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    ABSTRACT: Human rhinovirus (HRV) infections are now widely accepted as the commonest cause of acute respiratory illnesses (ARIs) in children. Advanced PCR techniques have enabled HRV infections to be identified as causative agents in most common ARIs in childhood including bronchiolitis, acute asthma, pneumonia and croup. However, the long-term implications of rhinovirus infections are less clear. The aim of this review is to examine the relationship between rhinovirus infections and disorders of the lower airways in childhood.
    Paediatric Respiratory Reviews 01/2014; · 2.77 Impact Factor
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    ABSTRACT: Human rhinovirus-C (HRV-C) has been increasingly detected in patients with acute respiratory diseases (ARDs). Prolonged surveillance was performed on children with ARD to investigate the molecular epidemiology and clinical characteristics of HRV in Chongqing, China. Nasopharyngeal aspirates (NPA) were collected from hospitalized children with ARD during 2009-2012. HRV-C was genotyped by sequencing the VP4/VP2 coding region. Among the 1,567 NPAs obtained, 223 (14.2%) were HRV positive, and 75.3% of these 223 NPAs were co-infected with other viruses. HRV-A (54.7%) and HRV-C (39.9%) accounted for the majority of HRV infections. Logistic regression models demonstrated significant associations between HRV-A, HRV-C, and asthma attacks, as well as between HRV-C and wheezing. A phylogenetic tree showed that HRV-C2 was the predominant type of HRV-C, followed by HRV-C43, HRV-C1, and HRV-C17. Three novel genotypes were proposed on the basis of a low identity with the known HRVs. Our results showed that HRV-A and HRV-C were the predominant types of HRV infection, and HRV-C showed a high genetic variation in Chongqing, China. HRV infection was associated with asthma attacks and wheezing; furthermore, HRV infections played a minor role in causing severe pneumonia. This knowledge provides information for the prevention and control of HRV associated with ARDs.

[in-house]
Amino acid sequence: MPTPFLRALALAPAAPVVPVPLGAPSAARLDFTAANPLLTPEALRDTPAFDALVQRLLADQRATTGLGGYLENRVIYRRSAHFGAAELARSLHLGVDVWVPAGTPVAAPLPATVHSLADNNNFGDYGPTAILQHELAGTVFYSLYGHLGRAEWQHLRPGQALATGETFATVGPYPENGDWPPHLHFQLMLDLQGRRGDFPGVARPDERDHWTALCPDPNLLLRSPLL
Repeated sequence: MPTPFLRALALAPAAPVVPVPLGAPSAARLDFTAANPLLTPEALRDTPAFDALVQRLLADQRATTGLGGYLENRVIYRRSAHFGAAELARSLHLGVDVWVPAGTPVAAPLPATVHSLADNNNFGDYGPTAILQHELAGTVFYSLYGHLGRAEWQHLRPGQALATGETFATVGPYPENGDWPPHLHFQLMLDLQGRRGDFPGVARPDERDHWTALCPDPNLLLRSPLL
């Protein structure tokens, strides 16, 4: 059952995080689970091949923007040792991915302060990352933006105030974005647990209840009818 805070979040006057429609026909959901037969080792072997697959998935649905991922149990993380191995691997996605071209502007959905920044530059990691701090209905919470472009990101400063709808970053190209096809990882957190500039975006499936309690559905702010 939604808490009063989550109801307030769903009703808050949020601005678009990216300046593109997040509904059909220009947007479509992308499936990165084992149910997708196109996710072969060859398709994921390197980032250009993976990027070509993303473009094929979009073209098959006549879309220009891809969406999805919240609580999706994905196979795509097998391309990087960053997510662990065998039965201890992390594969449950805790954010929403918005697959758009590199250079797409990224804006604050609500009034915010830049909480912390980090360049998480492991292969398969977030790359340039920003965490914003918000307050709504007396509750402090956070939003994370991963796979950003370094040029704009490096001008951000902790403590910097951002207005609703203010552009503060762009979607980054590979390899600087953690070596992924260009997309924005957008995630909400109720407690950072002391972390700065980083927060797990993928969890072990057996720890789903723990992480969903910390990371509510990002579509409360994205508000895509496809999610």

Scientific reports. 01/2014; 4:6686.
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    ABSTRACT: Non-influenza respiratory virus infections are common worldwide and contribute to morbidity and mortality in all age groups. The recently identified Middle East respiratory syndrome coronavirus has been associated with rapidly progressive pneumonia and high mortality rate. Adenovirus 14 has been increasingly recognized in severe acute respiratory illness in both military and civilian individuals. Rhinovirus C and human bocavirus type 1 have been commonly detected in infants and young children with respiratory tract infection and studies have shown a positive correlation between respiratory illness and high viral loads, mono-infection, viremia, and/or serologically-confirmed primary infection.
    Clinics in Laboratory Medicine 06/2014; · 1.99 Impact Factor

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May 15, 2014